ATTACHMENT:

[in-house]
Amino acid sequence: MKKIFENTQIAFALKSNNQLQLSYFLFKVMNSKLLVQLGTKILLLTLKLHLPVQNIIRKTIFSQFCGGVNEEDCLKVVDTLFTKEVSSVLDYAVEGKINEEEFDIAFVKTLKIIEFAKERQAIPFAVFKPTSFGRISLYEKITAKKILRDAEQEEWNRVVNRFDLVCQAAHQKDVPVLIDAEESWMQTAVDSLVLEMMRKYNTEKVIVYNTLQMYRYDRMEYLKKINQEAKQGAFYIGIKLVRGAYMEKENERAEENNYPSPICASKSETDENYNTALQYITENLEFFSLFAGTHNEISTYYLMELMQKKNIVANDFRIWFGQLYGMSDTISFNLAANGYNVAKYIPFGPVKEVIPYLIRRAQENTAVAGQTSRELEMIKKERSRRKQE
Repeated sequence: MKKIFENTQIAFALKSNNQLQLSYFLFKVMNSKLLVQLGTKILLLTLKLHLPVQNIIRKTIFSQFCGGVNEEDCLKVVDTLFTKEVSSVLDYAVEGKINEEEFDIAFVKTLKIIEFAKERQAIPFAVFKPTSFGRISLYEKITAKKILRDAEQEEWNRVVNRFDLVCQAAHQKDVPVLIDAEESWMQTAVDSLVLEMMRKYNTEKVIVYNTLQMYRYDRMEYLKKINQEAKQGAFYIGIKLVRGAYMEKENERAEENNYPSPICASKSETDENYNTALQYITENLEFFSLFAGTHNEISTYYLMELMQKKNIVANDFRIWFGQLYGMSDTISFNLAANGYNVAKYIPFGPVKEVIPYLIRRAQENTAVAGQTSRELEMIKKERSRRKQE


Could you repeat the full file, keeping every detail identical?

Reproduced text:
[in-house]
Amino acid sequence: MKKIFENTQIAFALKSNNQLQLSYFLFKVMNSKLLVQLGTKILLLTLKLHLPVQNIIRKTIFSQFCGGVNEEDCLKVVDTLFTKEVSSVLDYAVEGKINEEEFDIAFVKTLKIIEFAKERQAIPFAVFKPTSFGRISLYEKITAKKILRDAEQEEWNRVVNRFDLVCQAAHQKDVPVLIDAEESWMQTAVDSLVLEMMRKYNTEKVIVYNTLQMYRYDRMEYLKKINQEAKQGAFYIGIKLVRGAYMEKENERAEENNYPSPICASKSETDENYNTALQYITENLEFFSLFAGTHNEISTYYLMELMQKKNIVANDFRIWFGQLYGMSDTISFNLAANGYNVAKYIPFGPVKEVIPYLIRRAQENTAVAGQTSRELEMIKKERSRRKQE
Repeated sequence: MKKIFENTQIAFALKSNNQLQLSYFLFKVMNSKLLVQLGTKILLLTLKLHLPVQNIIRKTIFSQFCGGVNEEDCLKVVDTLFTKEVSSVLDYAVEGKINEEEFDIAFVKTLKIIEFAKERQAIPFAVFKPTSFGRISLYEKITAKKILRDAEQEEWNRVVNRFDLVCQAAHQKDVPVLIDAEESWMQTAVDSLVLEMMRKYNTEKVIVYNTLQMYRYDRMEYLKKINQEAKQGAFYIGIKLVRGAYMEKENERAEENNYPSPICASKSETDENYNTALQYITENLEFFSLFAGTHNEISTYYLMELMQKKNIVANDFRIWFGQLYGMSDTISFNLAANGYNVAKYIPFGPVKEVIPYLIRRAQENTAVAGQTSRELEMIKKERSRRKQE